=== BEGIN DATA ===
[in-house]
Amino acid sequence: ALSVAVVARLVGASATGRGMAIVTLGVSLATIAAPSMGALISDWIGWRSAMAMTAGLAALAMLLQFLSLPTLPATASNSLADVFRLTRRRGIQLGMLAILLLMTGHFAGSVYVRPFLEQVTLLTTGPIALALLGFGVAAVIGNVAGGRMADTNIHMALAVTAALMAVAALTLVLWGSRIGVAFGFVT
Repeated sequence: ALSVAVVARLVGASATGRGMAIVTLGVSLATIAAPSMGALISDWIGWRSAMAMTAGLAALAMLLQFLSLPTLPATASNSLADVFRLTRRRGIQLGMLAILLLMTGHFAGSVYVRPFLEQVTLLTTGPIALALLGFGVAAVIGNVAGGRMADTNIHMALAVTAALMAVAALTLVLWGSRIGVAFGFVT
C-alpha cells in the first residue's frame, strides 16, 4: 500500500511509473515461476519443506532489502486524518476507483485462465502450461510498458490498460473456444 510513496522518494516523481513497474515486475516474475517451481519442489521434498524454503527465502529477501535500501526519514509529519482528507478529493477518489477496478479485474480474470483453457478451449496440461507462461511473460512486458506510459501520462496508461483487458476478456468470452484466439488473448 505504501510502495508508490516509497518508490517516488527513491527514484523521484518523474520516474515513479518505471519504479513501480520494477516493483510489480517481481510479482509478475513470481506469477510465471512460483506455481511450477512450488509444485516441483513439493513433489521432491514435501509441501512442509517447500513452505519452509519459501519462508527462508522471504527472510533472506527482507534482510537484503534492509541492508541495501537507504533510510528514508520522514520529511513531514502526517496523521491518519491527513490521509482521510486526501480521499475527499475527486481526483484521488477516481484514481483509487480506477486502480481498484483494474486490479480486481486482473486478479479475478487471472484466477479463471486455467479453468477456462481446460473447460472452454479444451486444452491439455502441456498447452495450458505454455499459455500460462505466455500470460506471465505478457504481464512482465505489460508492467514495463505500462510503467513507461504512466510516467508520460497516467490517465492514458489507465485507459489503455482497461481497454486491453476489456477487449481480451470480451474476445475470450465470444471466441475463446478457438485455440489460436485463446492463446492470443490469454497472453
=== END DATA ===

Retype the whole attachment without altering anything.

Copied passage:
[in-house]
Amino acid sequence: ALSVAVVARLVGASATGRGMAIVTLGVSLATIAAPSMGALISDWIGWRSAMAMTAGLAALAMLLQFLSLPTLPATASNSLADVFRLTRRRGIQLGMLAILLLMTGHFAGSVYVRPFLEQVTLLTTGPIALALLGFGVAAVIGNVAGGRMADTNIHMALAVTAALMAVAALTLVLWGSRIGVAFGFVT
Repeated sequence: ALSVAVVARLVGASATGRGMAIVTLGVSLATIAAPSMGALISDWIGWRSAMAMTAGLAALAMLLQFLSLPTLPATASNSLADVFRLTRRRGIQLGMLAILLLMTGHFAGSVYVRPFLEQVTLLTTGPIALALLGFGVAAVIGNVAGGRMADTNIHMALAVTAALMAVAALTLVLWGSRIGVAFGFVT
C-alpha cells in the first residue's frame, strides 16, 4: 500500500511509473515461476519443506532489502486524518476507483485462465502450461510498458490498460473456444 510513496522518494516523481513497474515486475516474475517451481519442489521434498524454503527465502529477501535500501526519514509529519482528507478529493477518489477496478479485474480474470483453457478451449496440461507462461511473460512486458506510459501520462496508461483487458476478456468470452484466439488473448 505504501510502495508508490516509497518508490517516488527513491527514484523521484518523474520516474515513479518505471519504479513501480520494477516493483510489480517481481510479482509478475513470481506469477510465471512460483506455481511450477512450488509444485516441483513439493513433489521432491514435501509441501512442509517447500513452505519452509519459501519462508527462508522471504527472510533472506527482507534482510537484503534492509541492508541495501537507504533510510528514508520522514520529511513531514502526517496523521491518519491527513490521509482521510486526501480521499475527499475527486481526483484521488477516481484514481483509487480506477486502480481498484483494474486490479480486481486482473486478479479475478487471472484466477479463471486455467479453468477456462481446460473447460472452454479444451486444452491439455502441456498447452495450458505454455499459455500460462505466455500470460506471465505478457504481464512482465505489460508492467514495463505500462510503467513507461504512466510516467508520460497516467490517465492514458489507465485507459489503455482497461481497454486491453476489456477487449481480451470480451474476445475470450465470444471466441475463446478457438485455440489460436485463446492463446492470443490469454497472453